Church News viewpoint: A most sacred record

At age 23, lay preacher Parley P. Pratt was travelling from Ohio to New York when he met a Baptist deacon who told him of a very strange book. The book, the traveller was told, was originally written on plates of gold or brass by a branch of the tribes of Israel and was later discovered and translated by a young man living in Palmyra, New York. Intrigued with the record, Parley decided he would go to the man’s home and see the book for himself.

“I opened it with eagerness, and read its title page,” he wrote in his autobiography. “I then read the testimony of several witnesses in relation to the manner of its being found and translated. After this I commenced its contents by course. I read all day; eating was a burden, I had no desire for food; sleep was a burden when the night came, for I preferred reading to sleep.

“As I read, the spirit of the Lord was upon me, and I know and comprehended that the book was true, as plainly and manifestly as a man comprehends and knows that he exists.”

Parley P. Pratt’s introduction to the Book of Mormon ignited a life of dedicated service to the Lord and an unwavering testimony of the gospel being restored to the earth.

More than 186 years after the first printing of the Book of Mormon in March of 1830, it continues to stand as a witness of the restoration of the gospel of Jesus Christ. Translated in more than 110 languages, the record is available to more people than ever before in locales around the world.

Since Joseph Smith completed the translation of the Book of Mormon through the gift and power of God, millions of people — like Parley P. Pratt — have gained a testimony as they tested the promise found in the introduction that “a man would get nearer to God by abiding by its precepts, than by any other book,” and have responded to the invitation to “all men everywhere to read the Book of Mormon, to ponder in their hearts the message it contains, and then to ask God, the Eternal Father, in the name of Christ if the book is true.”

Each prophet called after Joseph Smith has testified of the truthfulness of the book and encouraged Church members — and non-members alike — to read from its pages.

President Thomas S. Monson is a great example of teaching lessons taken from the Book of Mormon. President Monson’s life exemplifies the teachings of King Benjamin who taught, “When ye are in the service of your fellow beings ye are only in the service of your God,” (Mosiah 2:17). President Monson is a living witness of the truthfulness of the teachings found within the pages of the Book of Mormon.

In President Ezra Taft Benson’s sermons he often said the Book of Mormon is the “keystone of our religion,” and encouraged Church members to read from and receive the Book of Mormon in faith.

“We must first read it and gain a testimony for ourselves,” President Benson said in the 1984 October general conference. “Men may deceive each other, but God does not deceive men. Therefore, the Book of Mormon sets forth the best test for determining its truthfulness — namely, read it and then ask God if it is true. …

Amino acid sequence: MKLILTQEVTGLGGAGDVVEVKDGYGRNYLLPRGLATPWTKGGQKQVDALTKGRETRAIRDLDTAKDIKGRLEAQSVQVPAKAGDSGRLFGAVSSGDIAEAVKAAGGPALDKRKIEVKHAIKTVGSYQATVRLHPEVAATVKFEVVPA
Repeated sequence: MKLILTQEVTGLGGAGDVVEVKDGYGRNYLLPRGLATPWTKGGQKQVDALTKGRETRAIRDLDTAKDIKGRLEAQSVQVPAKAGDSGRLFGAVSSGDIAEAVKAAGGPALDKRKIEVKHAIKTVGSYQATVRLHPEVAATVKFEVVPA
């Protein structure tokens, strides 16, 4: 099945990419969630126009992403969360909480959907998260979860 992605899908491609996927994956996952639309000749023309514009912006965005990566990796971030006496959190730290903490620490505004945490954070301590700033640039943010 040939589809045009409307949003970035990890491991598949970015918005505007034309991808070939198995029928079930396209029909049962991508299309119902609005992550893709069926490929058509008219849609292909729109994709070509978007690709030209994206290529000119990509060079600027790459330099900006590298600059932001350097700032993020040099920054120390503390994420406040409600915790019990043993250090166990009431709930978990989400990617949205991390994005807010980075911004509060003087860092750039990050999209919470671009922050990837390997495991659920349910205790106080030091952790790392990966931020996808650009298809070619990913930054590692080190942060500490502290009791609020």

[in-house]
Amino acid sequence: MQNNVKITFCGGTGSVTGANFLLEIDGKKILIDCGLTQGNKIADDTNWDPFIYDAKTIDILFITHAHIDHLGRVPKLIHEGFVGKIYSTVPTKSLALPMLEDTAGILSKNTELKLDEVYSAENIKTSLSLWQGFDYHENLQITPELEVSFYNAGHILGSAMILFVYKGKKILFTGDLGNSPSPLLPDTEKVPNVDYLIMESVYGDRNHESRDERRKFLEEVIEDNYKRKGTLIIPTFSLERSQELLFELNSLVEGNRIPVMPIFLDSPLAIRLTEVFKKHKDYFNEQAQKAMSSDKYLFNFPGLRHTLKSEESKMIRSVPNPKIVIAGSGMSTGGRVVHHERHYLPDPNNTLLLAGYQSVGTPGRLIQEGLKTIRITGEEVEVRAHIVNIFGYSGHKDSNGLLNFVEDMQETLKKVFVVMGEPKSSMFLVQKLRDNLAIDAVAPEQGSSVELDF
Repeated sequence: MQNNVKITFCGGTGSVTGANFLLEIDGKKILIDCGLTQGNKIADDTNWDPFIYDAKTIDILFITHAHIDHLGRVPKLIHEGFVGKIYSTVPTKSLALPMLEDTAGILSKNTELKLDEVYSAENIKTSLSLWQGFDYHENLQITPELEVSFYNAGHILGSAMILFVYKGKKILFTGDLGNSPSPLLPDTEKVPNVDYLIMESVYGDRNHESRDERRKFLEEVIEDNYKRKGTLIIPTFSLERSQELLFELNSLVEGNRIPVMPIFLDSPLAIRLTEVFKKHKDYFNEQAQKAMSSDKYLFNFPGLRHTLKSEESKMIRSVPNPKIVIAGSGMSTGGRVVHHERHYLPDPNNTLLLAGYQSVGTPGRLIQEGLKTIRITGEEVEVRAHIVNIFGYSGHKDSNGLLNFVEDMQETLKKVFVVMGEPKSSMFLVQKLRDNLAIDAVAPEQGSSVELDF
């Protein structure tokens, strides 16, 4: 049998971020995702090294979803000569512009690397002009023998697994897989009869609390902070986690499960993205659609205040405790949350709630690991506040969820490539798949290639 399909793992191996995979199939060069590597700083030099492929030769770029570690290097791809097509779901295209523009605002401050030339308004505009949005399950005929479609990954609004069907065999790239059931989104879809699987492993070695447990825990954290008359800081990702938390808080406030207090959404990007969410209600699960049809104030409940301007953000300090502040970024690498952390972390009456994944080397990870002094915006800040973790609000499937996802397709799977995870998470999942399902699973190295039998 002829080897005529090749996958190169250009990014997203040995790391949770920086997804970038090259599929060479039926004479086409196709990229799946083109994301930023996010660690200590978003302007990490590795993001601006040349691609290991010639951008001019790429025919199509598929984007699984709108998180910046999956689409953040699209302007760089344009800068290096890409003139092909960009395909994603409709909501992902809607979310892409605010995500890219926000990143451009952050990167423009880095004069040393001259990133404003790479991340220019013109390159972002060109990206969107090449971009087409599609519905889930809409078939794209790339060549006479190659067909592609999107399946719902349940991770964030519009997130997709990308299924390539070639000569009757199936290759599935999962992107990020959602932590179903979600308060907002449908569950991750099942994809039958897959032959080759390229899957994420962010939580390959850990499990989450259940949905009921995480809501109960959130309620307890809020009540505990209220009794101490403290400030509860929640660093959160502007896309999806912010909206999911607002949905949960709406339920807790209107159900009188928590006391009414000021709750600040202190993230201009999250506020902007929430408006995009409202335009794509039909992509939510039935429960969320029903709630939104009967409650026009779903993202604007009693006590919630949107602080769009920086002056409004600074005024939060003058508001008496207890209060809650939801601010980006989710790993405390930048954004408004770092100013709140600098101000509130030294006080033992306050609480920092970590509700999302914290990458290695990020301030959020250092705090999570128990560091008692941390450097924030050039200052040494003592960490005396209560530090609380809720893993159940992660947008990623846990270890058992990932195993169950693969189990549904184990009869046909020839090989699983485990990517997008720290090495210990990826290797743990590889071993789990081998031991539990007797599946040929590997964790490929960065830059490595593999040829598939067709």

“The Book of Mormon is for both member and nonmember. Combined with the Spirit of the Lord, the Book of Mormon is the greatest single tool which God has given us to convert the world.”

No matter a person’s age or circumstance, the introduction promises “those who pursue this course and ask in faith will gain a testimony of its truth and divinity by the power of the Holy Ghost.” A testimony of the Book of Mormon comes to all who sincerely desire one.

Preach My Gospel: A Guide to Missionary Service states, “The Book of Mormon is powerful evidence of the divinity of Christ. It is also proof of the Restoration through the Prophet Joseph Smith. An essential part of conversion is receiving a witness from the Holy Ghost that the Book of Mormon is true.”

Although the sacred book is an important tool in missionary work, nothing can replace the power that comes into the life of an individual who gains a testimony of the truthfulness of the book and then continually makes the study of the Book of Mormon a priority in his or her life.

“Its appeal is as timeless as truth, as universal as mankind,” wrote President Gordon B. Hinckley. “It is the only book that contains within its covers a promise that by divine power the reader may know with certainty of its truth. … The Book of Mormon narrative is a chronicle of nations long since gone. But in its descriptions of the problems of today’s society, it is as current as the morning newspaper and much more definitive, inspired and inspiring concerning the solutions of those problems. ...

“Without reservation I promise you that if each of you will [read the Book of Mormon], regardless of how many times you previously may have read the Book of Mormon, there will come into your lives and into your homes an added measure of the Spirit of the Lord, a strengthened resolution to walk in obedience to His commandments, and a stronger testimony of the living reality of the Son of God” (“A Testimony Vibrant and True,” Ensign, August 2005).

After gaining a testimony of the Book of Mormon, it is through consistently studying from its pages that individuals are able to strengthen their faith, find solutions to their problems and become disciples of Christ — especially in a time when Satan is constantly trying to corrode Christ’s teachings.

May we, like Parley P. Pratt, use our testimony of the Book of Mormon as a springboard and foundation to a lifetime of service and discipleship.

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